This order gave the military free reign to designate military areas and to remove any persons considered a danger. Though theoretically Executive Order 9066 could be used to remove German and Italian Americans only the Japanese community was forced to undergo mass evacuation and imprisonment.

By June 1942 more than 110,000 Japanese (more than 70% of them American citizens) had been forced from their homes into temporary assembly centers. These assembly centers such as Camp Harmony were ramshackle affairs built at racetracks and fairgrounds. From the assembly centers the Japanese were moved to ten concentration camps scattered in the more inhospitable desert regions of the West.

Executive Order 9066 Facts

Only Two Suitcases were allowed per person
If you were at least 1/4 or more Japanese, you had to go
This internment did not pertain to those living off the West Coast or in Hawaii.

Selling Out

120,000 interned & two thirds American born
Many quickly sold businesses


Puyallup Fairgrounds
Then to Camp Life in Dessert Areas

Riots and Dissention at Tule Lake

Many Japanese Americans ask what does it mean to be an American?

          The 442nd become an all Japanese American Unit

         Drug Abuse/Alcoholism is at 20% in some camps

Katonk! Irony at Home: A Hawaiin Story: The Hawaiins were a different lot than the Japanese Americans.  Culturally they were more expressive and outgoing.  One day an American and a Hawaiin got into a fight.  The American fell on the ground with a thud or a "katonk!"  From that time forward, the Hawaiins called the American Soldiers Katonks.  But some time later when the Hawaiins heard that the Americans were fighting despite the fact that they had loved ones locked up at home, they stopped teasing the Americans and from that time on supported one another.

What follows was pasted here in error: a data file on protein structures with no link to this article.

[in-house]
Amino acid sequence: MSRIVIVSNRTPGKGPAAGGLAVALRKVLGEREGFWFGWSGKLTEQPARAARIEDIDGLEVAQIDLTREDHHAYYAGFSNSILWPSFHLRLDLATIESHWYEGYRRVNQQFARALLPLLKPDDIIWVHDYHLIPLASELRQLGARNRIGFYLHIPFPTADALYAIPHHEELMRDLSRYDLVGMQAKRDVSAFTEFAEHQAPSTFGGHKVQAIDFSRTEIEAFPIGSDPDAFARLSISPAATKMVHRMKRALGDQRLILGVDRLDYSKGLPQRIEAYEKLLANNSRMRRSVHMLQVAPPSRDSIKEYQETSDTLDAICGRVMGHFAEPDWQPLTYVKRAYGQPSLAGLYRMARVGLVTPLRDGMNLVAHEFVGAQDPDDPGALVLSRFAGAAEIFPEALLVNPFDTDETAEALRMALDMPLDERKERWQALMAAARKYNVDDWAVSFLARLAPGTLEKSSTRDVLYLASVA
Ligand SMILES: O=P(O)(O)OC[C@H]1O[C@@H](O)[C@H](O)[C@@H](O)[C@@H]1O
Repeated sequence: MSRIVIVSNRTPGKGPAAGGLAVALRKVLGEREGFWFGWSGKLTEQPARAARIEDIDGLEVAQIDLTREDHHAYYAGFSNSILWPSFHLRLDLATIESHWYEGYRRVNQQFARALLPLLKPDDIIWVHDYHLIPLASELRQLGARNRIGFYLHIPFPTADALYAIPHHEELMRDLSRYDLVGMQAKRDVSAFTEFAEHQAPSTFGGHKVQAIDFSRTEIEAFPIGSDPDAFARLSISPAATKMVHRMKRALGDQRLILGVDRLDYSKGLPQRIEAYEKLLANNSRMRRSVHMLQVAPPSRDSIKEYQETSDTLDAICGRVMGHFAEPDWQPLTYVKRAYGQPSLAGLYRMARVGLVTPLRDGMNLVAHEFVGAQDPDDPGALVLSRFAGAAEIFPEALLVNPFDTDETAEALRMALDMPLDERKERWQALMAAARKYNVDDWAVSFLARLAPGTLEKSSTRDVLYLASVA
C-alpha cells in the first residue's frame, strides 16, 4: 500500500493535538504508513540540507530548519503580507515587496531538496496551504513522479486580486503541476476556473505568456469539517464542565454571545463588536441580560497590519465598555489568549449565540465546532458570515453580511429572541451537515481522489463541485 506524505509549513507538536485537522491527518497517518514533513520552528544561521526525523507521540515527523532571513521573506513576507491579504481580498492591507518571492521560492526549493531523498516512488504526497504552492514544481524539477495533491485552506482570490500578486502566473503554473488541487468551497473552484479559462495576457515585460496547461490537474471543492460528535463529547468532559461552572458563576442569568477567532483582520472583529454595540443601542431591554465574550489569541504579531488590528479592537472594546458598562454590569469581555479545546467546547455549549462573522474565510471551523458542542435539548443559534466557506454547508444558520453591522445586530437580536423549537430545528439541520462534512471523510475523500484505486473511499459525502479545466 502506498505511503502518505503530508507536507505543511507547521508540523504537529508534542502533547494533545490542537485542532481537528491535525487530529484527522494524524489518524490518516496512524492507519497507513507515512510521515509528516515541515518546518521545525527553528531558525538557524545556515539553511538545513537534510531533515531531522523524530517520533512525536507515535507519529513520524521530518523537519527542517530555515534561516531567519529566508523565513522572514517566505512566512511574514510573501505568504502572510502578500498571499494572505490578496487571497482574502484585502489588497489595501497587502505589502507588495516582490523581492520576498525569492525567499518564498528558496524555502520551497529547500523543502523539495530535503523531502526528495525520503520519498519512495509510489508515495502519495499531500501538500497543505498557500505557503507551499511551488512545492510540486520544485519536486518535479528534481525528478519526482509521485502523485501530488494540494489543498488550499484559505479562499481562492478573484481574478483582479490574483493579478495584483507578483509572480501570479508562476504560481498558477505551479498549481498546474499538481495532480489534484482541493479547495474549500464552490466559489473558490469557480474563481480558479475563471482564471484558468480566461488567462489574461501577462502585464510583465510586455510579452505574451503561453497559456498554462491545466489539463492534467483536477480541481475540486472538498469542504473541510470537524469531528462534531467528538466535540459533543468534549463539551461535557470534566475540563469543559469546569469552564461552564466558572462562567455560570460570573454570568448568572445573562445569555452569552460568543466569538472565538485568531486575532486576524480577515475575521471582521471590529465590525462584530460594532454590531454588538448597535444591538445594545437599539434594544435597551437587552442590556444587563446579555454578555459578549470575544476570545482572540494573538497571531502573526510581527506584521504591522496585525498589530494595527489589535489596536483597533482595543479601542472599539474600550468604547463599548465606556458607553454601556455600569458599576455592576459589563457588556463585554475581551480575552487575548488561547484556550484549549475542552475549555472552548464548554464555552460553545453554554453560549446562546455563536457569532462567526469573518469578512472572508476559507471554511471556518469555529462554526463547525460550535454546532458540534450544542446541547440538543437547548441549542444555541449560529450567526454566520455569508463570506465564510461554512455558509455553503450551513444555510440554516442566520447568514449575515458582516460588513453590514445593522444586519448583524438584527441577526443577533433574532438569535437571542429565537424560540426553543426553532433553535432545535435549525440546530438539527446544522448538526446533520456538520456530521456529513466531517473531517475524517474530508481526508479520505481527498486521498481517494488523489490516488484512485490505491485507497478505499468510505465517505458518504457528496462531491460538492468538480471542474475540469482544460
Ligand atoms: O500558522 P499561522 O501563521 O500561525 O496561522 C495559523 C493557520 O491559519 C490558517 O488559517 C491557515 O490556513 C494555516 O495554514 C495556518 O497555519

Education went on as usual in camps; there were many teachers there
More than one family stayed in one room hastily built barracks

Family in Barrack                            Disloyalty never an issue                After School Activities 

Constitutional Rights

Mitsue Endo & J.A.C.L (Jpn. Amer. Citizens eague) challenged the courts and won.

With the realization that the government could no longer hold U.S. Citizens in jail, Japanese were allowed to go home in organized groups.

Other Camp Sites: Silenced History

"Justice Department Internment Camps"

For non-citizens which included Kibei, Buddhist ministers, newspaper people and other community leaders, 2 27 U.S. Department of Justice Camps (most at Crystal City, Texas, but also Seagoville, Texas; Kooskia, Idaho; Santa Fe, NM; and Ft. Missoula, Montana) were used to incarcerate 2260 "dangerous persons" of Japanese ancestry taken from 12 Latin American countries by the US State and Justice Departments.

Approximately 1800 were Japanese Peruvians. The U.S. government wanted them for potential hostage exchanges with Japan. After the war, 1400 were not allowed to return to their former countries (ie. Peru). Over 900 Japanese Peruvians were "voluntarily" deported to Japan. 300 fought it in the courts and were allowed to settle in Seabrook NJ.1

In Conclusion...

African Americans, Japanese Americans and Unanagans wanted to express, survive or prove loyalty to their country to overcome the problem of visual assumption.

All three groups had differences in the types of obstacles they encountered as loyal Americans.

Other ‘different’ groups were also interned.


Do not make assumptions based on appearance
Resist Group Think; think critically about issues
Be aware and knowledgeable of the contributions and sacrifice of different U.S. groups



Group or Peer Pressure

How does ‘Group Pressure’ affects decisions?
Fear of being different or alone
Fear of reprisal
Need for Approval

Things to Consider

Many times Peer Pressure won out and many people although opposed, went along with the group Those that did oppose had to be prepared to lose their lives or be harassed
Take time to consider all the issue angles, so you don’t make decisions based on group think